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Life Sustaining Statute, Colorado

Free Printable Life Sustaining Statute, Colorado FormFree Printable Life Sustaining Statute, Colorado Form

Life Sustaining Statute, Colorado

A Life Sustaining Statute or a uniform living will is a legal document written by someone who is diagnosed with an illness that may be difficult to cure or has a chance to become a terminal illness. A life sustaining statute or uniform living will states the wishes of the person who is ill. It states what they would want to happen in the case that their illness does become terminal or that they pass the point of no return. This document states the types of medications he will be restricted to and from. It also states that if the person decided to prolong or shorten his or her life, that he or she did it willingly, of sound mind, has been informed of possible treatments and procedures, and understands all legal implications of his or her decisions. The document is generally written (this may vary among states) with the writer’s signature, City of residence, County of residence, State of residence, Social Security Number, the Date it was signed, and the names of the witnesses present during this event. It is then presented to a notary public for notarization and publishing. Finally, you are encouraged to keep multiple copies. Make sure that theses can be accessible with your doctor, lawyer, and family members.

A life sustaining statute is generally legal in most states and will generally be enforce and made in the presence of witnesses and a notary public. There is a general format when it come to life sustaining statutes but the details may differ depending on the state you are in. In the state of Colorado, it is a general legal form.

Declaration Provided by Colorado Medical Treatment Decision Act: Colorado Statutes 15-18-104


I _____________, being of sound mind and at least eighteen years of age, direct that my life shall not be artificially prolonged under the circumstances set forth below and hereby declare that:
1. If at any time my attending physician and one other physician certify in writing that:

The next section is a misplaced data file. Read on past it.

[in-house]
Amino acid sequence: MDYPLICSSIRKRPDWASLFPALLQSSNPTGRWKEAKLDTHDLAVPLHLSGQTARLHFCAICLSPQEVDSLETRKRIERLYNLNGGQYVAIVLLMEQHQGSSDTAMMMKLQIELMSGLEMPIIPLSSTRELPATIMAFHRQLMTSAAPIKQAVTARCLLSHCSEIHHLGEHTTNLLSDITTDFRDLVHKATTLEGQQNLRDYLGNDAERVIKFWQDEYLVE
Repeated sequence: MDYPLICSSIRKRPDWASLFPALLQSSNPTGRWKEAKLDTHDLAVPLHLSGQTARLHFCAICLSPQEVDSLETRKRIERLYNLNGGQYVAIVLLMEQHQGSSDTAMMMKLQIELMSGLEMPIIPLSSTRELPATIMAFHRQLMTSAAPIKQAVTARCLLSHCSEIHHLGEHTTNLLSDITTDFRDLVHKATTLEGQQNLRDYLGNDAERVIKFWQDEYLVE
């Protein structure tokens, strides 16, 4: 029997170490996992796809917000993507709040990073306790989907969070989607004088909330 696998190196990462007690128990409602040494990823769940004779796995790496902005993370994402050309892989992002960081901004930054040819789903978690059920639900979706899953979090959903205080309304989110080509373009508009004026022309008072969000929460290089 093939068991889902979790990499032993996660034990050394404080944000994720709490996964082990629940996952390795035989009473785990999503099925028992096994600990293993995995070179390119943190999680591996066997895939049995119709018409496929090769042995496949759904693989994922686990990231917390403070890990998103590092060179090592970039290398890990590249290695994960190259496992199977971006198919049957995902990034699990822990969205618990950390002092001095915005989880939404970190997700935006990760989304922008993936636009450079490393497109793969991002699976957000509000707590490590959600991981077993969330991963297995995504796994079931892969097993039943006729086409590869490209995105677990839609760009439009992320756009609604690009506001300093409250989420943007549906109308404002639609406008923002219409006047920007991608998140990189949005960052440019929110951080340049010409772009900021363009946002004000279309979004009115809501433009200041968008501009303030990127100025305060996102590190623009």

a. I have an injury, disease, or illness which is not curable or reversible and which, in their judgment, is a terminal condition; and
b. For a period of forty-eight consecutive hours or more, I have been unconscious, comatose, or otherwise incompetent so as to be unable to make or communicate responsive decisions concerning my person; then,

I direct that life-sustaining procedures shall be withdrawn and withheld, it being understood that life-sustaining procedures shall not include any medical procedure or intervention for nourishment or considered necessary by the attending physician to provide comfort or alleviate pain.

2. I execute this declaration, as my free and voluntary act, this ___________________ day of _____________________, 20______.
By ___________________________________
___________________________, Declarant

The foregoing instrument was signed and declared by ________ _______ to be his declaration, in the presence of us, who, in his presence, in the presence of each other, and at his request have signed our names below as witnesses, and we declare that, at the time of the execution of this instrument, the Declarant, according to our best knowledge and belief, was of sound mind and under no constraint or undue influence.

Dated at _______, _______, this ___________ day of ___________________, 20________.


Name and address
Name and address
COUNTY OF ______________

Subscribed and sworn to before me by __________________, the Declarant, and __________________________________, and _______________________________, witnesses, as the voluntary act and deed of the Declarant, this ________________ day of __________ 20________.
Notary Public
Declaration Provided by Colorado Medical Treatment Decision Act: Colorado Statutes 15-18-104
Review List

This review list is provided to inform you about this document in question and assist you in its preparation. This simple Life Sustaining Declaration is valid in Colorado. Check with a local hospital or doctor’s office, as well as with an experienced medical attorney, to assure yourself of its compliance with current statute (s) in your state.

1. Make multiple copies. Give one to your doctor (s), the local hospital, and have others available through your attorney and family. Remember, these kinds of documents are needed in emergency situations at worst and under stressful circumstances at best. So be sure they are available to the appropriate people easily, when needed.

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